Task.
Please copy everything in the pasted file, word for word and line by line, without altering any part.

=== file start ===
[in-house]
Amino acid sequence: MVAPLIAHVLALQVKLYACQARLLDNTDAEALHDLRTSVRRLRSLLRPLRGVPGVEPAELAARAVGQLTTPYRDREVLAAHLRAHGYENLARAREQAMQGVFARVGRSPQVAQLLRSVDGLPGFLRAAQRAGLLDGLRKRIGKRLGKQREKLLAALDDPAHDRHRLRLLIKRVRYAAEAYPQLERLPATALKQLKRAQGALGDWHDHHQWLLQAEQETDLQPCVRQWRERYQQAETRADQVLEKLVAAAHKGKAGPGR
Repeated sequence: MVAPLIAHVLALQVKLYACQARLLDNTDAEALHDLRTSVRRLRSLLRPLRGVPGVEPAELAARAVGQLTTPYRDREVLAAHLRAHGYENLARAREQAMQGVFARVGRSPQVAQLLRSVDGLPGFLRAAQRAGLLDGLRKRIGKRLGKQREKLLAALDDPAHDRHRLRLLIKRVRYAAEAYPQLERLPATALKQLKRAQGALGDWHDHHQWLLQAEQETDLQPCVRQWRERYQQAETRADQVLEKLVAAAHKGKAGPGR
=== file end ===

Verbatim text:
[in-house]
Amino acid sequence: MVAPLIAHVLALQVKLYACQARLLDNTDAEALHDLRTSVRRLRSLLRPLRGVPGVEPAELAARAVGQLTTPYRDREVLAAHLRAHGYENLARAREQAMQGVFARVGRSPQVAQLLRSVDGLPGFLRAAQRAGLLDGLRKRIGKRLGKQREKLLAALDDPAHDRHRLRLLIKRVRYAAEAYPQLERLPATALKQLKRAQGALGDWHDHHQWLLQAEQETDLQPCVRQWRERYQQAETRADQVLEKLVAAAHKGKAGPGR
Repeated sequence: MVAPLIAHVLALQVKLYACQARLLDNTDAEALHDLRTSVRRLRSLLRPLRGVPGVEPAELAARAVGQLTTPYRDREVLAAHLRAHGYENLARAREQAMQGVFARVGRSPQVAQLLRSVDGLPGFLRAAQRAGLLDGLRKRIGKRLGKQREKLLAALDDPAHDRHRLRLLIKRVRYAAEAYPQLERLPATALKQLKRAQGALGDWHDHHQWLLQAEQETDLQPCVRQWRERYQQAETRADQVLEKLVAAAHKGKAGPGR